Following the 2008 election, political pundits gave heavy credence to a coalition of Blue Dog Democrats – the occasionally conservative Democrats who were elected in traditionally Republican districts – and their projected influence on keeping legislation from going too far off course.
Voters, however, quickly learned that most of the Blue Dogs toed the party line and voted with liberal House Speaker Nancy Pelosi, D-Calif.
Two years later – after having cast deciding votes on controversial issues ranging from Wall Street “reform” to the abortion-laden government takeover of health care – the 54-member House and Senate coalition is definitely experiencing election-time blues.
Senior coalition member Rep. Jim Cooper of Tennessee said the group could lose up to half of its membership on Nov. 2.
“We don’t know what the leadership positions will be like,” Cooper said, “because we don’t know the outcome of the election.”
Six of the Blue Dogs have already announced their retirement plans or intentions of seeking another office. Of the 48 remaining, 39 are in very tough races. Pollsters are predicting that nearly half will not be re-elected on Nov. 2.
Twenty-eight members voted for President Obama’s health care law, which will usher in the largest publicly funded expansion of abortion since Roe v. Wade.
When analyzing their votes on 14 key pieces of legislation in light of how Pelosi voted, 27 of the 28 voted with the Speaker more than 70 percent of the time. And, as the following list shows, most are in a tough re-election battle:
- Rep. Mike Arcuri of New York – 86 percent (Race is a Tossup)
- Rep. Joe Baca of California – 93 percent (Safe)
- Rep. Marion Berry of Arizona – 77 percent (Retired)
- Rep. Sanford Bishop of Georgia – 93 percent (Race is a Tossup)
- Rep. Leonard Boswell of Iowa – 100 percent (Race is a Tossup)
- Rep. Dennis Cardoza of California – 86 percent (Leans Democrat)
- Rep. Christopher Carney of Pennsylvania –79 percent (Leans Republican)
- Rep. Jim Cooper of Tennessee –71 percent (Likely Democrat)
- Rep. Jim Costa of California – 86 percent (Leans Republican)
- Rep. Henry Cuellar of Texas – 93 percent (Safe)
- Rep. Kathy Dahlkemper of Pennsylvania – 77 percent (Leans Republican)
- Rep. Joe Donnelly of Indiana – 71 percent (Leans Democrat)
- Rep. Brad Ellsworth of Indiana – 79 percent (Will likely lose Senate bid)
- Rep. Gabrielle Giffords of Arizona – 86 percent (Race is a Tossup)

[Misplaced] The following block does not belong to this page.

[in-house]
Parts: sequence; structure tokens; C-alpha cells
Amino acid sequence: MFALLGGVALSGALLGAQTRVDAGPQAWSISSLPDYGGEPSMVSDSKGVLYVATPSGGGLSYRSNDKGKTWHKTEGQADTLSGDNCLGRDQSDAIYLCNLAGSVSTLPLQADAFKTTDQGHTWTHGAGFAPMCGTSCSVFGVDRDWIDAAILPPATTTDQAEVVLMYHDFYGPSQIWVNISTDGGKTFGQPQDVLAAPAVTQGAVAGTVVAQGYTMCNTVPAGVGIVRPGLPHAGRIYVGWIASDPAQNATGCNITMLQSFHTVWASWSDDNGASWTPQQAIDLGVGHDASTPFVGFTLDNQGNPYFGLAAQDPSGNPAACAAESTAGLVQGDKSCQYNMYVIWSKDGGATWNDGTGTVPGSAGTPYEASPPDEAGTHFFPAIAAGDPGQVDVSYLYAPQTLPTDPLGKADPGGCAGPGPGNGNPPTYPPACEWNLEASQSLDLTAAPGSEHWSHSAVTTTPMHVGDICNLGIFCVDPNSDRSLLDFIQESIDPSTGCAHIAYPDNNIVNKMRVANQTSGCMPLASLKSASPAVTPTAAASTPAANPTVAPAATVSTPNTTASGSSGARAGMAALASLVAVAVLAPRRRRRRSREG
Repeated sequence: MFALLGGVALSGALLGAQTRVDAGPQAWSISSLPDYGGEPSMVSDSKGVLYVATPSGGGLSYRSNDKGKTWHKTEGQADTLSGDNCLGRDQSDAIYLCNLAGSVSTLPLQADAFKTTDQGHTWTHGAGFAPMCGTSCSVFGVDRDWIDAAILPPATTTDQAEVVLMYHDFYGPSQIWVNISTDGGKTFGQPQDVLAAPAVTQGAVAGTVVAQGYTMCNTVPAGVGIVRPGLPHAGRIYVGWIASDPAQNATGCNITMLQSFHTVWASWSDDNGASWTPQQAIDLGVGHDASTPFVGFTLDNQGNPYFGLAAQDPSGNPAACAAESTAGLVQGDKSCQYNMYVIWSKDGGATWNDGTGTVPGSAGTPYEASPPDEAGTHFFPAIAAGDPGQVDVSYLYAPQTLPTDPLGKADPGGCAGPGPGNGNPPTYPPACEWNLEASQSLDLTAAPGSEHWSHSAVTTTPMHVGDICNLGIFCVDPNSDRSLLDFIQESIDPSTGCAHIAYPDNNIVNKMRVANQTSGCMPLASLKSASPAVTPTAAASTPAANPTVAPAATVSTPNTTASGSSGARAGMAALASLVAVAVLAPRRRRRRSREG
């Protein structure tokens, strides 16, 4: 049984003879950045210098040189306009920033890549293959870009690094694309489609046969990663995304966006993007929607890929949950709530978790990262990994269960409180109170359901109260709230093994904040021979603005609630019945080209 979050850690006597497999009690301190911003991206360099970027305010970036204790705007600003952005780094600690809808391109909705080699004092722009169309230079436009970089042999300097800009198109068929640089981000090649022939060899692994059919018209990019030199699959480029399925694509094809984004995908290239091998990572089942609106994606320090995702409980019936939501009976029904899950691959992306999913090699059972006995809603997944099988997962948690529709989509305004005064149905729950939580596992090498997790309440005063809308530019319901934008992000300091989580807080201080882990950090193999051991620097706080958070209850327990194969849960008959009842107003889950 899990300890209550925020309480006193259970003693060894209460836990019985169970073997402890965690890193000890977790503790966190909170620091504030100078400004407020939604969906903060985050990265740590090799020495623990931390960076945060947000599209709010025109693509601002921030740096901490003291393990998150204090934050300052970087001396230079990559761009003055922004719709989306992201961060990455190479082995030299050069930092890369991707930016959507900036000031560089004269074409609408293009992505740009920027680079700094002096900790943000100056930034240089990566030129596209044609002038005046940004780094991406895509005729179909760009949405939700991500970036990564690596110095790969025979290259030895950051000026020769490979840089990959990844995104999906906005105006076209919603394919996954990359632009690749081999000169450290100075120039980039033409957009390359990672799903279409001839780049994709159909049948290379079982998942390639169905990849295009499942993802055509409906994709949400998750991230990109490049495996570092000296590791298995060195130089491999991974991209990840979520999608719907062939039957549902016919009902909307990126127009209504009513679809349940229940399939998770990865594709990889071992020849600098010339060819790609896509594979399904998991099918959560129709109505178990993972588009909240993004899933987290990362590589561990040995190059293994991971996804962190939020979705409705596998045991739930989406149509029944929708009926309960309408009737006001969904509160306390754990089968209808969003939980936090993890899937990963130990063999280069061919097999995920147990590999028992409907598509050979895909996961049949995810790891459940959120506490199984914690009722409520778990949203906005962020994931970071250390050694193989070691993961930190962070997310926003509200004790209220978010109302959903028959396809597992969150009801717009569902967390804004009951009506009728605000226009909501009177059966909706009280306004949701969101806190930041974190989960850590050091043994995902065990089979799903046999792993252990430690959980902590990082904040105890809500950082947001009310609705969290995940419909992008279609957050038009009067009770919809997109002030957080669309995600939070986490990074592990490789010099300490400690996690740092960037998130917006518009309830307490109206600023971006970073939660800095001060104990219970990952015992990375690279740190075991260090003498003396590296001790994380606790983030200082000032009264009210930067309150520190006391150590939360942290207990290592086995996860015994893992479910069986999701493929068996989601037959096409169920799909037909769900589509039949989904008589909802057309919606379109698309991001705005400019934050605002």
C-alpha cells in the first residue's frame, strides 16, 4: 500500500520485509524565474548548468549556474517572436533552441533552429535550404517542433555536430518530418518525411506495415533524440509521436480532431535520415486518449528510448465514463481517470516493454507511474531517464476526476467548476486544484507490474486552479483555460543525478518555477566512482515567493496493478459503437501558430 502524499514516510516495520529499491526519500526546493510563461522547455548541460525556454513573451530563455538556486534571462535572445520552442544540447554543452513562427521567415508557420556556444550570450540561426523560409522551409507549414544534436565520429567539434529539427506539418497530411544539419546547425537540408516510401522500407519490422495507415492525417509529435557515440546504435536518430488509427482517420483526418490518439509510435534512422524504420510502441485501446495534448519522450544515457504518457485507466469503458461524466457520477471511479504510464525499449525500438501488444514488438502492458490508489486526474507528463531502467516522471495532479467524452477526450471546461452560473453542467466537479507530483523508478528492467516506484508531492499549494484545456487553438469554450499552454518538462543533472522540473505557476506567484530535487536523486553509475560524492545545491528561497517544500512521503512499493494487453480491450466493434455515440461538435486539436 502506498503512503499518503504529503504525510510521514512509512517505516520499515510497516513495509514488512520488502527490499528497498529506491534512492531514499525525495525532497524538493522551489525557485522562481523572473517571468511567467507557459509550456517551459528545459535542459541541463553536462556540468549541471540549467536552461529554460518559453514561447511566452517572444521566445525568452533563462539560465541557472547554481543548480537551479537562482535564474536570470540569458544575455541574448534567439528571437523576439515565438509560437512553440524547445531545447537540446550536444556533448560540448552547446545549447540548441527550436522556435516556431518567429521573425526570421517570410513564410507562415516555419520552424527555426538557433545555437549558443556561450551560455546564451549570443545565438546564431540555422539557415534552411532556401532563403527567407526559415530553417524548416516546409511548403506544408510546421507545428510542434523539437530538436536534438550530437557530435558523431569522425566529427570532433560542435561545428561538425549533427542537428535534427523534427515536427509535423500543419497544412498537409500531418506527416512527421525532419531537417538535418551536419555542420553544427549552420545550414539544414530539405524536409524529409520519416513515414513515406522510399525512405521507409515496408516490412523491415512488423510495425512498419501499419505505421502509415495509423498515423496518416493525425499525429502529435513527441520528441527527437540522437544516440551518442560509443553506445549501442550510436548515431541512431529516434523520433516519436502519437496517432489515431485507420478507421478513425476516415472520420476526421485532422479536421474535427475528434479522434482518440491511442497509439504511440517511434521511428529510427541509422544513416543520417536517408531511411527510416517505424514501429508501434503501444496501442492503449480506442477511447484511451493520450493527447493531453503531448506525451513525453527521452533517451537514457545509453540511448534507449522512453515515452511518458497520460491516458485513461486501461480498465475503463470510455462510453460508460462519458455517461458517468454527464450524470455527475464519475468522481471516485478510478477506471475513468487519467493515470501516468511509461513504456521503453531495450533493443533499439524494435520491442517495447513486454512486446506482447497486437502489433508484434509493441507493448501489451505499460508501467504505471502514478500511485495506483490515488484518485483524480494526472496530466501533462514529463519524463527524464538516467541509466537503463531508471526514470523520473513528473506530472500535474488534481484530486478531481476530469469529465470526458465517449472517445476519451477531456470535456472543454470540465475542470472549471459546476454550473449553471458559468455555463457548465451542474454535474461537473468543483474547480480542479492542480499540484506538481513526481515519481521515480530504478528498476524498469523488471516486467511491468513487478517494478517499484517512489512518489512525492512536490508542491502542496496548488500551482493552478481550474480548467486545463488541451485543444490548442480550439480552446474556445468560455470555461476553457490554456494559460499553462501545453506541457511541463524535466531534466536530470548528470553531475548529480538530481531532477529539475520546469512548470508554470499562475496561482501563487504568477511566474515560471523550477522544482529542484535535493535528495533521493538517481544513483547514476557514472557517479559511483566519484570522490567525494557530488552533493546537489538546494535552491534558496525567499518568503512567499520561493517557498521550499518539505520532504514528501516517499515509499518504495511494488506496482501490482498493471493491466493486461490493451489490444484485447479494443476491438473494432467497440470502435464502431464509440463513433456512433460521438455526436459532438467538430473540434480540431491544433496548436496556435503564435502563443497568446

- Rep. Jane Harman of California – 93 percent (Safe)
- Rep. Baron Hill of Indiana – 86 percent (Race is a Tossup)
- Rep. Mike Michaud of Maine – 86 percent (Leans Democrat)
- Rep. Harry Mitchell of Arizona – 64 percent (Leans Republican)
- Rep. Dennis Moore of Kansas – 100 percent (Retired; Wife running, not likely to win)
- Rep. Patrick Murphy of Pennsylvania – 93 percent (Leans Republican)
- Rep. Earl Pomeroy of North Dakota – 86 percent (Leans Republican)
- Rep. John Salazar of Colorado – 79 percent (Race is a Tossup)
- Rep. Loretta Sanchez of California – 100 percent (Leans Democrat)
- Rep. Adam Schiff of California – 100 percent (Safe)
- Rep. David Scott of Georgia – 100 percent (Safe)
- Rep. Zack Space of Ohio – 71 percent (Race is a Tossup)
- Rep. Mike Thompson of California – 100 percent (Safe)
- Rep. Charles Wilson of Ohio – 86 percent (Race is a Tossup)
Interestingly, the six “safest” Blue Dogs voted against Obamacare – among other controversial bills:
- Rep. Dan Boren of Oklahoma –Ranked 5th most conservative Democrat by National Journal. (Leans Democrat)
- Rep. Gene Taylor of Mississippi – Known to repeatedly buck Pelosi on major votes. Voted against her for Speaker. (Race is a Tossup)
- Rep. Mike Ross of Arkansas – Among the most vocal members. (Likely Democrat)
- Rep. Mike McIntryre of North Carolina – Sixth most conservative Democrat. (Leans Democrat)
- Rep. John Barrow of Georgia (Likely Democrat)
- Rep. Jim Matheson of Utah (Likely Democrat)
Ashley Horne, federal issues analyst for CitizenLink, said that the trouble that Democrats are facing right now is as it should be.
“People remember the bad positions these lawmakers took on important issues like health care, and they’re responding accordingly,” Horne said. “It’s citizen activism at work.”
FOR MORE INFORMATION
Review the Blue Dog membership list.